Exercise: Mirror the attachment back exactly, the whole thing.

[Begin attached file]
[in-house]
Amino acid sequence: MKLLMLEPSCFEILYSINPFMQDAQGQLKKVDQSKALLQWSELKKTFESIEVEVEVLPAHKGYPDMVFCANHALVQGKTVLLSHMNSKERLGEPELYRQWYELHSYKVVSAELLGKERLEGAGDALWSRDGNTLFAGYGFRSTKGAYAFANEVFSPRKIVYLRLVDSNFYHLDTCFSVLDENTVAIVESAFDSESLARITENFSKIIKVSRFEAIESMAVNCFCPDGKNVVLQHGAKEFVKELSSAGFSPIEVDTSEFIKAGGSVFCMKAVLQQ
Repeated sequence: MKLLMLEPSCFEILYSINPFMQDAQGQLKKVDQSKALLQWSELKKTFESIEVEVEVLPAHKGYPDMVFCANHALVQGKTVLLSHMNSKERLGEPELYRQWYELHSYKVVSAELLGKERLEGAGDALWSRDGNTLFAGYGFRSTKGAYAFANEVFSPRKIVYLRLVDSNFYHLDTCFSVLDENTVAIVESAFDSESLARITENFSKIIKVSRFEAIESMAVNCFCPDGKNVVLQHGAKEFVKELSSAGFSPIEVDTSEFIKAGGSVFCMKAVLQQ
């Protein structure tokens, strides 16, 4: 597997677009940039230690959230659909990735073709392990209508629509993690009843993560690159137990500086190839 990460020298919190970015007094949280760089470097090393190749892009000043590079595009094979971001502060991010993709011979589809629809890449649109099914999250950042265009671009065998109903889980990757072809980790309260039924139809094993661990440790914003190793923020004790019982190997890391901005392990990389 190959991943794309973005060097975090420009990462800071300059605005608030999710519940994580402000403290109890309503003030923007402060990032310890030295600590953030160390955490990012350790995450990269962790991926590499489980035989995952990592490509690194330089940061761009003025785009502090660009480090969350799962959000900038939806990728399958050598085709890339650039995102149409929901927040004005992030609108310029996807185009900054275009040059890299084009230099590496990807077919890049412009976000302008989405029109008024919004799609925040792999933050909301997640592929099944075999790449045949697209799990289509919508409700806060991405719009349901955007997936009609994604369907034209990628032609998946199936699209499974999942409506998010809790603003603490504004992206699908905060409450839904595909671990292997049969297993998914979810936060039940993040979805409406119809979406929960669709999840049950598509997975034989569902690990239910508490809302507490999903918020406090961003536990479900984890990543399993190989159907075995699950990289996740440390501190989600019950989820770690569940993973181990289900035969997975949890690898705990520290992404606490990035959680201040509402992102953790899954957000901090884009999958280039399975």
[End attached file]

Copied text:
[in-house]
Amino acid sequence: MKLLMLEPSCFEILYSINPFMQDAQGQLKKVDQSKALLQWSELKKTFESIEVEVEVLPAHKGYPDMVFCANHALVQGKTVLLSHMNSKERLGEPELYRQWYELHSYKVVSAELLGKERLEGAGDALWSRDGNTLFAGYGFRSTKGAYAFANEVFSPRKIVYLRLVDSNFYHLDTCFSVLDENTVAIVESAFDSESLARITENFSKIIKVSRFEAIESMAVNCFCPDGKNVVLQHGAKEFVKELSSAGFSPIEVDTSEFIKAGGSVFCMKAVLQQ
Repeated sequence: MKLLMLEPSCFEILYSINPFMQDAQGQLKKVDQSKALLQWSELKKTFESIEVEVEVLPAHKGYPDMVFCANHALVQGKTVLLSHMNSKERLGEPELYRQWYELHSYKVVSAELLGKERLEGAGDALWSRDGNTLFAGYGFRSTKGAYAFANEVFSPRKIVYLRLVDSNFYHLDTCFSVLDENTVAIVESAFDSESLARITENFSKIIKVSRFEAIESMAVNCFCPDGKNVVLQHGAKEFVKELSSAGFSPIEVDTSEFIKAGGSVFCMKAVLQQ
């Protein structure tokens, strides 16, 4: 597997677009940039230690959230659909990735073709392990209508629509993690009843993560690159137990500086190839 990460020298919190970015007094949280760089470097090393190749892009000043590079595009094979971001502060991010993709011979589809629809890449649109099914999250950042265009671009065998109903889980990757072809980790309260039924139809094993661990440790914003190793923020004790019982190997890391901005392990990389 190959991943794309973005060097975090420009990462800071300059605005608030999710519940994580402000403290109890309503003030923007402060990032310890030295600590953030160390955490990012350790995450990269962790991926590499489980035989995952990592490509690194330089940061761009003025785009502090660009480090969350799962959000900038939806990728399958050598085709890339650039995102149409929901927040004005992030609108310029996807185009900054275009040059890299084009230099590496990807077919890049412009976000302008989405029109008024919004799609925040792999933050909301997640592929099944075999790449045949697209799990289509919508409700806060991405719009349901955007997936009609994604369907034209990628032609998946199936699209499974999942409506998010809790603003603490504004992206699908905060409450839904595909671990292997049969297993998914979810936060039940993040979805409406119809979406929960669709999840049950598509997975034989569902690990239910508490809302507490999903918020406090961003536990479900984890990543399993190989159907075995699950990289996740440390501190989600019950989820770690569940993973181990289900035969997975949890690898705990520290992404606490990035959680201040509402992102953790899954957000901090884009999958280039399975």